“What is that feeling when you’re driving away from people and they recede on the plain till you see their specks dispersing? –it’s the too-huge world vaulting us, and it’s good-by. But we lean forward to the next crazy venture beneath the skies.”
–Jack Kerouac, On the Road
I can’t help but laugh as I turn the page to this line. I’m on the overnight bus from Sagada Mountain Region back to Manila, my too-long-legs awkwardly jutting out into the aisle. I have just said good-bye to yet more incredible people, and it is as if Jack Kerouac has taken the words right off my heart. Just trade the American plains for the Cordillera Mountains.
For the past five days, I have been adventuring in the mountains, caves, waterfalls and rice terraces of Northern Luzon. I rejoiced in the cleansing fresh air, the adrenaline-pumping spelunking, and the breathtaking beauty; my reason now rejoices in injury-free survival. [Note: adventure activities do not have safety standards in the developing world]. Though any trip involving a four-hour caving adventure that necessitates free climbing and swimming through underground channels would automatically win my affection, this week was especially magnificent due to the company. Brought together by our hostel in Manila, we were six in all – two Russians, one Argentinian, one Norwegian, one Portuguese-German, and one American (me); or, one couple and four solo travelers.
The backpacker enclave is such that there is always someone interesting to meet. At some level, you already have a common interest: love of travel. This connecting thread, mixed with a mutual desire to get to know fellow travelers, allows for easy friendships. Though short – maybe only a few days or simply an afternoon – these relationships are rich and not easily forgotten. They allow you to learn and experience not only the culture of your destination country but also that of your travel buddy. Every nationality adds an additional dimension to a conversation, increasing its depth (and your own understanding) exponentially. And more importantly, they understand you in a way that only another backpacker can – how this experience of long-term travel (popularly defined as more than two months) changes you to the core.
Our group in the Philippines was just this: beautifully diverse yet strung together by our united spirits and conjoint wanderlust. But as quickly as we came together, so we must break apart. Our itineraries now diverge, and my time in the Philippines comes to a close.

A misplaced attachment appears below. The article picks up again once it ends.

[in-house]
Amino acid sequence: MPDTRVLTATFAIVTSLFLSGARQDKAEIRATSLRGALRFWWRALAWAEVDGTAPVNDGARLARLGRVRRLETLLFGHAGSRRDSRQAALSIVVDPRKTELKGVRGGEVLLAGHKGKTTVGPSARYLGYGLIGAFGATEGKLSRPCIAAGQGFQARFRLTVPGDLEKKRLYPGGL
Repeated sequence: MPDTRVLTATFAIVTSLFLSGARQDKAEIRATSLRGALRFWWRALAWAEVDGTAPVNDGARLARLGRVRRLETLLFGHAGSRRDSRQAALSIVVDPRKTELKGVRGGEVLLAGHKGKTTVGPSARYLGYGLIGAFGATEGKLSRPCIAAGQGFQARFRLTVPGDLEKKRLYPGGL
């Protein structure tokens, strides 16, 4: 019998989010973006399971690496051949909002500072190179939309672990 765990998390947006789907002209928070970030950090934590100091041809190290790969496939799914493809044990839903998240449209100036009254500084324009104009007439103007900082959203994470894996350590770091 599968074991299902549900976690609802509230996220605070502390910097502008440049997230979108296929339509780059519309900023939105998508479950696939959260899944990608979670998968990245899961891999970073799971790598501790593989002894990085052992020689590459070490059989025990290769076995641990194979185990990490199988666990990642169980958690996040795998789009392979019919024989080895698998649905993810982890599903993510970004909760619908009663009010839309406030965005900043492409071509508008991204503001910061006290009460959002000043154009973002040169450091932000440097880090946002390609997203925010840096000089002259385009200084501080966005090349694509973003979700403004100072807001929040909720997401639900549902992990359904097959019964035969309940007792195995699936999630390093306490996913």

I spent my first week (plus some) here exploring the capital. Another city scorned by the average backpacker, Manila is not one to amaze at first glance. Yet taken in its history – ravished by every manmade and natural disaster possible – the city and its people will astound you. The ‘Pearl of the Orient’ may be snarled with traffic, clogged with pollution and riddled by poverty, but look for the key to its resilience, its ability to thrive as an Asian metropolis, and you find its jewel: the Filipino people. Through every hardship, every overstepping imperial power, every corrupt politician, they persevere with an unmatched zest for life. Wander the streets for merely seconds and you will be greeted by a smile sure to win your heart.
I admit: I may be biased. For half my life, I have considered a Filipino American family to be my second family. I started to babysit their children when I was only 12 years old. At the time, Annalise was six, John Harry three, and Lizzie unborn. Now they are 17, 14, and 9, respectively, and their family has become my extended family. I see their reflection, the reflection of my pseudo siblings, all over the streets of Manila. The kids here don’t even have to smile – they already have my heart. Pair this predisposition with my transportation interests, and you will begin to understand my infatuation with the city.
As the home of the Asian Development Bank and its various spinoff organizations (e.g. Clean Air Asia), Manila benefits from a concentration of development, including transportation, policy experts (as well as accessible capital). A perfect place to learn more about projects and goals in the Philippines and across Asia, a perfect place for me. I floated, in the most professional of ecstasies, through meetings with people in the crux of projects and research I hope to someday emulate. It was a week of days where I felt like I was in exactly the right place; that nothing could be more perfect, more full of possibility, than the present. And it made life wonderful.
Tomorrow, I fly to Tokyo. Aside from six days in Singapore, I have spent the last six and a half months in developing countries. Japan will be a whole new world, one that – to my own disbelief – I will first explore with my mother. This has been the longest period in my life in which I have not seen her. The prospect of spending time with her erases my melancholic thoughts as I close another chapter, Southeast Asia, and leave more friends on the horizon. So it goes. A new horizon waits.
Onto ‘the next crazy venture beneath the skies’!